Author: Denise Jaden
Pages [paperback]: 377
Opening Lines: The statue has got to go. That’s my first thought as I prep the living room for Dustin’s visit later tonight.
Memorable Quote: “Wow, someone woke up on the wrong side of the Midol.”
Favorite Character: Alis
A terrible secret. A terrible fate.
When Brie’s sister, Faith, dies suddenly, Brie’s world falls apart. As she goes through the bizarre and devastating process of mourning the sister she never understood and barely even liked, everything in her life seems to spiral farther and farther off course. Her parents are a mess, her friends don’t know how to treat her, and her perfect boyfriend suddenly seems anything but.
As Brie settles into her new normal, she encounters more questions than closure: Certain facts about the way Faith died just don’t line up. Brie soon uncovers a dark and twisted secret about Faith’s final night…a secret that puts her own life in danger.
This book took me a very long time to read. I don’t know how many months I’ve struggled over it, picking it up at random intervals until a more captivating book came along to knock it off my radar. I finally set to reading the last 100 pages without interupption, and ended up liking it more than I expected at a first glance.
Losing Faith is a great story about a girl, Brie, attempting to understand the death of her sister, Faith, with whom she had lost touch. Though both the police and her parents are willing to lay the case aside, Brie wants to investigate things herself. Something odd seems to be going on, and she’s determined to get to the bottom of things. Even if that means making unlikely allies and putting her own life in danger.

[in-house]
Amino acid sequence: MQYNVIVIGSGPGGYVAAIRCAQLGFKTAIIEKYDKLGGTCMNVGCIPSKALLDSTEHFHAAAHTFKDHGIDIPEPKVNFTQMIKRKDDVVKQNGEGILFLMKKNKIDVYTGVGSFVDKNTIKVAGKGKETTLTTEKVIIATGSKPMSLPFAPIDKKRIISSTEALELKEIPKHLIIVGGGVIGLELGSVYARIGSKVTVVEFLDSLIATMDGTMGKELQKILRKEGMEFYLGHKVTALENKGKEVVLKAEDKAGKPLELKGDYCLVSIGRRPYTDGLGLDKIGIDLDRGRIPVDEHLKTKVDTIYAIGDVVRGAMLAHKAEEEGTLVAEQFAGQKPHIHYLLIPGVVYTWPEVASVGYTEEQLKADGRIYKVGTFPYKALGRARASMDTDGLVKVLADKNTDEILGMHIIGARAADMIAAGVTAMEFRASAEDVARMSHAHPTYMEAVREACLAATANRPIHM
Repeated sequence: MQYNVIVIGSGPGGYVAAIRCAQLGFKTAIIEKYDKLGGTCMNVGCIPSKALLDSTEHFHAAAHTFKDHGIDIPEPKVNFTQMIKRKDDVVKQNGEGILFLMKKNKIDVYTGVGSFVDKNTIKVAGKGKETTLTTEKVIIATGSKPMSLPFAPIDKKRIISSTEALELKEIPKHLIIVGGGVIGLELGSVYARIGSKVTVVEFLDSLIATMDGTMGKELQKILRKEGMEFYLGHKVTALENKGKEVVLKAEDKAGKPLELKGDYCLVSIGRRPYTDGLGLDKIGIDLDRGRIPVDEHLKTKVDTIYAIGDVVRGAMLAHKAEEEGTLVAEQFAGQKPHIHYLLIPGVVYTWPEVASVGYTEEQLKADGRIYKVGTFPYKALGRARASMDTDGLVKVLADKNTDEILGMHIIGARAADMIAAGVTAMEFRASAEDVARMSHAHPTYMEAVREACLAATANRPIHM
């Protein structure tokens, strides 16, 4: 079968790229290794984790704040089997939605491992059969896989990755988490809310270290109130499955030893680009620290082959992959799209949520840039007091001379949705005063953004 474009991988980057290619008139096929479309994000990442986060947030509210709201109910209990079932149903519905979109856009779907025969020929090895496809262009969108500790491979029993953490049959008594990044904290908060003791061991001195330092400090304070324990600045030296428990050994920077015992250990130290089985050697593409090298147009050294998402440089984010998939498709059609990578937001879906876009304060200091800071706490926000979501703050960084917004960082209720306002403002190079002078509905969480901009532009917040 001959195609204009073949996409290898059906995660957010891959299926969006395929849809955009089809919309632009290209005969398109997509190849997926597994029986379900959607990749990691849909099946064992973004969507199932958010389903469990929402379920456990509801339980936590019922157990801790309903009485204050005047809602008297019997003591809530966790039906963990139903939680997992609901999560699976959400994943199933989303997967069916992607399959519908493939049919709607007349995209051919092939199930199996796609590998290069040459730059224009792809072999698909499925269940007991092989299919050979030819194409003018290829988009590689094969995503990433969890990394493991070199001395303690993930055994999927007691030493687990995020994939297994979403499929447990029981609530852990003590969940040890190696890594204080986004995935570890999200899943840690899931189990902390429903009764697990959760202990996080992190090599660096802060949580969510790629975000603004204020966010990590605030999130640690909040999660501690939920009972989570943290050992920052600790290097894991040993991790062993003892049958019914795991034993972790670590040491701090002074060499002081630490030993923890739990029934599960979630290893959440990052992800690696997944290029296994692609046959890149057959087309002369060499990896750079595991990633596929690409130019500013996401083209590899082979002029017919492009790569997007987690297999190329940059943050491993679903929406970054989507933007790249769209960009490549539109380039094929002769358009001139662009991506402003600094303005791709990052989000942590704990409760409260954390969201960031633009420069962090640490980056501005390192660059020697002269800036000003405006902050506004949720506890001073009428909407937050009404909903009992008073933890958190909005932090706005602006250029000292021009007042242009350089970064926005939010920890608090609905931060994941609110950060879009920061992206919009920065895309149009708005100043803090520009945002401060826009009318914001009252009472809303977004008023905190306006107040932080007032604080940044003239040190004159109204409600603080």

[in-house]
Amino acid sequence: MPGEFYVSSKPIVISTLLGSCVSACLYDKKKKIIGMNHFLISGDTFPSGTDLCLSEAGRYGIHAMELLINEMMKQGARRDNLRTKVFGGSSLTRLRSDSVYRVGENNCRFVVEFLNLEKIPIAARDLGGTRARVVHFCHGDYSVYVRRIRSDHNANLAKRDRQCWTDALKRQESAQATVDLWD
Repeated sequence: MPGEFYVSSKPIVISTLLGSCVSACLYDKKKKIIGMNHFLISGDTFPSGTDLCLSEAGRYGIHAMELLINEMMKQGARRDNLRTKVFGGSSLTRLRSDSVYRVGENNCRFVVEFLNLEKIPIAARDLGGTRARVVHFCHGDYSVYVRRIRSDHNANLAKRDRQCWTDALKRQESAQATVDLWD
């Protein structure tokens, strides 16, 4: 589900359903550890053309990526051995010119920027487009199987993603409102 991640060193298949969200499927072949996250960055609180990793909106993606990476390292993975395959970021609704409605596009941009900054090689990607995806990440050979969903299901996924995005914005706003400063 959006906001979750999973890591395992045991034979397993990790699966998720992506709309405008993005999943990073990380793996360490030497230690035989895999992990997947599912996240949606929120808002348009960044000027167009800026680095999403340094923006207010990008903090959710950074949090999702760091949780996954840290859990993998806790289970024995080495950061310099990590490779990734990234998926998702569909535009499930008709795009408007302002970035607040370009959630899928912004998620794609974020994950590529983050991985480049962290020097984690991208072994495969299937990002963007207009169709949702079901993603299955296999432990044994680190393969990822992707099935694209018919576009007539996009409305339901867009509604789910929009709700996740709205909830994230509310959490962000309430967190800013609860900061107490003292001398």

Brie and the rest of the cast of characters were surprisingly well-defined and refreshing. They were all filled with different flaws and characteristics that made them realistic and memorable, though I didn’t realize this until the book was nearly finished. I came to love Alis, for his simple sweetness, and Tessa, for her tough exterior and covert knowledge. Even Brie surprised me; when I first started reading things from her perspective, I thought she was stuck-up and that I’d grow to hate her. By the end, either she changed, or I did, because my feelings toward her warmed significantly.
Though it seems like the entire book would be centered completely on religion and finding God, as Faith was obsessed with religion and Brie has basically given up on it, that wasn’t the main focus. It was about sisterhood, family, how to deal (and how not to deal) with a family member’s death, and to not judge a person before getting to know them.
The ending, while not completely unexpected, was a bit odd, though satisfying in its own right. All questions I had were answered by the ending, tied up neatly into a smooth finish.
Losing Faith took me a while to get into, and I really wish it had picked up sooner, or captured my interest earlier on. It wasn’t a bad book, though not nearly one of my favorites. It’s good, but not impressive, and I don’t think I’ll pick it up again. I give it 3/5 stars.